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Spending Reductions Could Delay Nuke Updates: Strategic Command Chief
Planned spending cuts at the U.S. Defense Department could delay refurbishment of nuclear armaments for the country's bomber aircraft and submarine-launched ballistic missiles, Strategic Command chief Gen. Robert Kehler said on Tuesday (see GSN, March 15).
Funding reductions constitute an "acceptable" threat to the nation's ability to ward off potential aggression by present-day antagonists in possession of nuclear weapons, the Washington Times quoted Kehler as saying at a Senate Armed Services Committee hearing (see GSN, March 28).
The U.S. atomic stockpile is "safe, secure and effective," he told Senator Jeff Sessions (R-Ala.). “And so today I believe that that deterrent force could meet its objectives.”
Still, tighter budgets could hold up updates to W-76 nuclear warheads for U.S. submarine-fired ballistic missiles, as well as B-61 nuclear gravity bombs, Kehler said.
The Obama administration has asked for $80 million less for W-76 nuclear warhead life-extension efforts in fiscal 2013 than it had anticipated last year, according to previous report (see GSN, March 8). The administration requested $369 million in the upcoming budget cycle for extending the service life of the B-61, a $136 million increase over fiscal 2012 appropriations, another earlier report states. The next budget year begins on Oct. 1.
“We have weapons that are beginning to reach their end of life,” the general stated. “What the budget reductions did was it slowed the delivery of those (modernized) weapons.”
Kehler described the W-76 warhead refurbishment slowdown as "manageable."
The initial refurbished B-61 bomb is not slated for completion for seven more years, two years after it would become necessary, according to the Times.
“I believe that’s manageable risk as well,” Kehler said. Life-extension activities for the bomb are expected to begin in 2013.
Strategic Command is examining land- and sea-based ballistic missiles for "commonality" relevant to potential new refurbishment activities, Kehler added.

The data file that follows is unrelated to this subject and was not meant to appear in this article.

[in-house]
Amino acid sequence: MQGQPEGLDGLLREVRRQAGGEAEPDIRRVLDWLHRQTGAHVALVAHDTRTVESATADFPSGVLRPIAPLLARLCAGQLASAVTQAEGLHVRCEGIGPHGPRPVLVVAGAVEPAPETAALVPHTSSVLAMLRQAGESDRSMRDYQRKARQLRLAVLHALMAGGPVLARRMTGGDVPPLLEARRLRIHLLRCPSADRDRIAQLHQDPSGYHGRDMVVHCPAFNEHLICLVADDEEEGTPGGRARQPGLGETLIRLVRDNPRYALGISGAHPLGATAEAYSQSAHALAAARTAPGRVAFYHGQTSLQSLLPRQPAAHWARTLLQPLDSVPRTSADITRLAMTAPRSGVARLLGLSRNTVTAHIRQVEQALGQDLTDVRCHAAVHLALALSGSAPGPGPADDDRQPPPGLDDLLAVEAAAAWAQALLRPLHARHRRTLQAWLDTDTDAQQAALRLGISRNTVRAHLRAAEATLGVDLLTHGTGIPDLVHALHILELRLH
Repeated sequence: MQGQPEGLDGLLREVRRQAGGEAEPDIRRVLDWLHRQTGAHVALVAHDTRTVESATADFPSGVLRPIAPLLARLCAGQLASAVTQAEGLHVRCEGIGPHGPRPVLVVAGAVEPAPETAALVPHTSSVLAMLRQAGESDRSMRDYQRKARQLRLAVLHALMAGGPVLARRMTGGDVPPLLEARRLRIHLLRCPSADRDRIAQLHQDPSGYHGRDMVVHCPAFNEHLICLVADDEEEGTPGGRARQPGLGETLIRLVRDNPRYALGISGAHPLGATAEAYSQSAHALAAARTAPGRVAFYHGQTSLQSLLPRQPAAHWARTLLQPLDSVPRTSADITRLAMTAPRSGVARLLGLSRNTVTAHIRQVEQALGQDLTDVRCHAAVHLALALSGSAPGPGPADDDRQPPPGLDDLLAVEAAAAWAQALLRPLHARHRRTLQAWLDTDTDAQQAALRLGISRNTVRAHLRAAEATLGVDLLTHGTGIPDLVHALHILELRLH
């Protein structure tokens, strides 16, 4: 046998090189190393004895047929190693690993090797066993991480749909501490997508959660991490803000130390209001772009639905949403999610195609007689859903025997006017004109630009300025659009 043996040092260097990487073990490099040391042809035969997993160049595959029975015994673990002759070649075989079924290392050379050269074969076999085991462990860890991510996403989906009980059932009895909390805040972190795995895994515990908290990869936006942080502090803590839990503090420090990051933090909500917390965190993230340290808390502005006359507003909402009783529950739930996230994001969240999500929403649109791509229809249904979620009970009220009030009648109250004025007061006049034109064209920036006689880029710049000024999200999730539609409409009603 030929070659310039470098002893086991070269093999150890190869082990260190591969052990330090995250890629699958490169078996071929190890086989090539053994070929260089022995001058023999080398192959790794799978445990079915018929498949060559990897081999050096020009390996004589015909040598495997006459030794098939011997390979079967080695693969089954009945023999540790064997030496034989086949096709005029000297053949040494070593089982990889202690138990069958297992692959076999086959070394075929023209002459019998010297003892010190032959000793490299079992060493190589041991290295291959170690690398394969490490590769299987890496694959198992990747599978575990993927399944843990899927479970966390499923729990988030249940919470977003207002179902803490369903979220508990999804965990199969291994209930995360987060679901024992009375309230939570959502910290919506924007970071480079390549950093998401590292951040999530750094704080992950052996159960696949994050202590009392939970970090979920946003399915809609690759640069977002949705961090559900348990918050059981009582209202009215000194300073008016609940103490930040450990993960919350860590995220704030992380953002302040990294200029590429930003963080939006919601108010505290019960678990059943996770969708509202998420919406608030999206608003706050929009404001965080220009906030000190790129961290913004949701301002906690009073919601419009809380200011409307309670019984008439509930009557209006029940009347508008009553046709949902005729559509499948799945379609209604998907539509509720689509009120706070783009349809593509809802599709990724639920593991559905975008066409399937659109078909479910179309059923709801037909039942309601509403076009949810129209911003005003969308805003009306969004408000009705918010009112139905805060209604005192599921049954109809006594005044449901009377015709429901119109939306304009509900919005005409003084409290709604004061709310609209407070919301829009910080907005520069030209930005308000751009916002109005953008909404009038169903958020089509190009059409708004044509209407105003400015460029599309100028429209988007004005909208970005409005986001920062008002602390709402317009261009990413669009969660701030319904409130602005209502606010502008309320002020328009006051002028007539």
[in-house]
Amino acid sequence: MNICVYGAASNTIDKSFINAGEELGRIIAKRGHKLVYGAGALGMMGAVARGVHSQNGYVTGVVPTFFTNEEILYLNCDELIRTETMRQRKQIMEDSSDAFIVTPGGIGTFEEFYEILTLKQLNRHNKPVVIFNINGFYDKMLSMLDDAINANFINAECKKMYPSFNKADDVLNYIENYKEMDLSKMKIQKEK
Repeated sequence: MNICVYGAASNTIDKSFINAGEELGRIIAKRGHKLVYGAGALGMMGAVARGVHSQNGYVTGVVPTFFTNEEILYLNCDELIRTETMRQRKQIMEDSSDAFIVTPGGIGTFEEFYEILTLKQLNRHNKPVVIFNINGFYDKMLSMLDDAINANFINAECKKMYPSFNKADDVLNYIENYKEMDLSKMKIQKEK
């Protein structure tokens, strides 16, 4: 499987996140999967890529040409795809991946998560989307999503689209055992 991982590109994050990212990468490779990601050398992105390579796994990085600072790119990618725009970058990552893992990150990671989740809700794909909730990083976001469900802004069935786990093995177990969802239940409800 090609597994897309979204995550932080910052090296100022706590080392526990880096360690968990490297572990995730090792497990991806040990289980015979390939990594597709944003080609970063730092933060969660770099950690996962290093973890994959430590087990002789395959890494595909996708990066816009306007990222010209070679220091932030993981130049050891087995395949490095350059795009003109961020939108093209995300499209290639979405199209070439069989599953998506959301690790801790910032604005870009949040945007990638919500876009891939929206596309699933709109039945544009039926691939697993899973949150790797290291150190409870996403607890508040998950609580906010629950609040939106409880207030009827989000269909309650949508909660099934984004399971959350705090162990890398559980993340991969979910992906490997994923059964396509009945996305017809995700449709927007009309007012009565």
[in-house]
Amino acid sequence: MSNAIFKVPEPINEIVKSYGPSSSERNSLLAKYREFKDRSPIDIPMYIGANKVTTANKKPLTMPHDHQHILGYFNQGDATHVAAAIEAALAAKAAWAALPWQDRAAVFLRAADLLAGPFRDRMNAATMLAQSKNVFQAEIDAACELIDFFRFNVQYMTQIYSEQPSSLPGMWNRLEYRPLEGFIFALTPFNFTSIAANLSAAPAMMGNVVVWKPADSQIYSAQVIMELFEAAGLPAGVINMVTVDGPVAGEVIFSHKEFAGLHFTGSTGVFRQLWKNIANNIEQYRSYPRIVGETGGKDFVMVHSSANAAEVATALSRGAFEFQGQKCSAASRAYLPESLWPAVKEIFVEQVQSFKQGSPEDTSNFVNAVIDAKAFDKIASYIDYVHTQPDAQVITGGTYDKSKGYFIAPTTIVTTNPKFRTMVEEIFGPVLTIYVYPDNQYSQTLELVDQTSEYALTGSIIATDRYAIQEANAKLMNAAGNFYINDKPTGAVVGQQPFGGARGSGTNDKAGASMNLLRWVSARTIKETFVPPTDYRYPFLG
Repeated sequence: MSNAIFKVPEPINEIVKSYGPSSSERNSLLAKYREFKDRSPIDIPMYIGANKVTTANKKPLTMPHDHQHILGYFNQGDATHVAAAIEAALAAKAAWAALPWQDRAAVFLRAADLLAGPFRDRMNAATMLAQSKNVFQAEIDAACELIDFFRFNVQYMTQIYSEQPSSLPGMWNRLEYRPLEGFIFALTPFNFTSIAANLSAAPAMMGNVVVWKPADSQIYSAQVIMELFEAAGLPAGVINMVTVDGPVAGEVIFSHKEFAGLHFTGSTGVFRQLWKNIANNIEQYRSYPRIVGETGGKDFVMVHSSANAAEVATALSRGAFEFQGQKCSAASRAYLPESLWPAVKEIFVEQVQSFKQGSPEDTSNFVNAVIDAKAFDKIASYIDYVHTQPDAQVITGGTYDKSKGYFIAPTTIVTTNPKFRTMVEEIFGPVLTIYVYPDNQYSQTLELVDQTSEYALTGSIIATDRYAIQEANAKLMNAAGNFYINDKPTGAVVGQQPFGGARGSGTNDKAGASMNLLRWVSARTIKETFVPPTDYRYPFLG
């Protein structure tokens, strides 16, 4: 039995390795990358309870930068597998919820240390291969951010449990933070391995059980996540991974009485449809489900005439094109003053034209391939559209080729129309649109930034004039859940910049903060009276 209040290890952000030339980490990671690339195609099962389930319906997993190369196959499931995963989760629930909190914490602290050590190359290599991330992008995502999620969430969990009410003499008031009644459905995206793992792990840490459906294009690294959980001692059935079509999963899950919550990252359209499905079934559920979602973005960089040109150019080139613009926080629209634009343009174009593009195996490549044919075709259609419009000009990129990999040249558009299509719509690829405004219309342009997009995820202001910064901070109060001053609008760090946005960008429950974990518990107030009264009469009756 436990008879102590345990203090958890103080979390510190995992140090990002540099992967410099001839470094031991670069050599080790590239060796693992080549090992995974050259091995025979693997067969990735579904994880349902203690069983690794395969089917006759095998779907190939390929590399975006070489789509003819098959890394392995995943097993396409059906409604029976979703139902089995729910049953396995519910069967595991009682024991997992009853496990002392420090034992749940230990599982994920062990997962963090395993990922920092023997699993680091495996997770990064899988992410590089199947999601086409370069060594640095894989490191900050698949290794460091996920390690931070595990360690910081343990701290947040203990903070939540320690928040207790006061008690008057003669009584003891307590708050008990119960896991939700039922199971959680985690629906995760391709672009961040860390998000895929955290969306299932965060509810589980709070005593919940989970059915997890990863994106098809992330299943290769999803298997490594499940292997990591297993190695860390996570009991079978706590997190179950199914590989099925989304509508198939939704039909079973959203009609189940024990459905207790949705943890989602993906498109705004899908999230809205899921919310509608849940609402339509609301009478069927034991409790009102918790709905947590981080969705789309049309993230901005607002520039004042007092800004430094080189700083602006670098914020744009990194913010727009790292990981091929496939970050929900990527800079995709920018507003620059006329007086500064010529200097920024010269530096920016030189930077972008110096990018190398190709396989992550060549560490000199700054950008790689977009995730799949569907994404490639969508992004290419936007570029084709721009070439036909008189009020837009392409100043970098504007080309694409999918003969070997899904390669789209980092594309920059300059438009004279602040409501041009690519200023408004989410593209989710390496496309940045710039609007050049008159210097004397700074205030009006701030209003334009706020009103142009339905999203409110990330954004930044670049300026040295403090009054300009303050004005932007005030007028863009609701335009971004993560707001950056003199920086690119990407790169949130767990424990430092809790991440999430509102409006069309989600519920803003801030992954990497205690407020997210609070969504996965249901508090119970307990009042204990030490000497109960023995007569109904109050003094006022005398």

Fiscal 2013 spending plans would enable the United States to mitigate threats to the ability of its nuclear forces to discourage potential hostile actions, but "the issue is what happens beyond" the upcoming budget year, he said. The Energy Department's fiscal 2013 budget request excludes cost projections for nuclear weapons-related efforts beyond fiscal 2013, and administration officials have said the figures would be released later this year, according to previous reporting.
"That’s where the two secretaries of Energy and Defense have said that we do not have the complete plan in place for what happens beyond [fiscal 2013],” Kehler stated. “That concerns me.”
The Obama administration has failed to follow through on nuclear weapons spending commitments while implementing a strategic arms control deal with Russia, according to some GOP lawmakers (see GSN, March 9; Bill Gertz, Washington Times, March 29).
Any ICBM reductions carried out to comply with the bilateral New START pact should should be evenly dispersed between launch sites in Montana, North Dakota and Wyoming, senators from the three states and Utah said on Wednesday in a statement to the top Democrat and Republican on the Senate Armed Services Strategic Forces Subcommittee.
New START, which entered into force on Feb. 5, 2011, requires the United States and Russia by 2018 to each reduce deployment of strategic nuclear warheads to 1,550, down from a cap of 2,200 mandated by this year under an older treaty. It also limits the number of fielded strategic warhead delivery platforms to 700, with an additional 100 systems permitted in reserve (U.S. Senator John Hoeven release, March 28).
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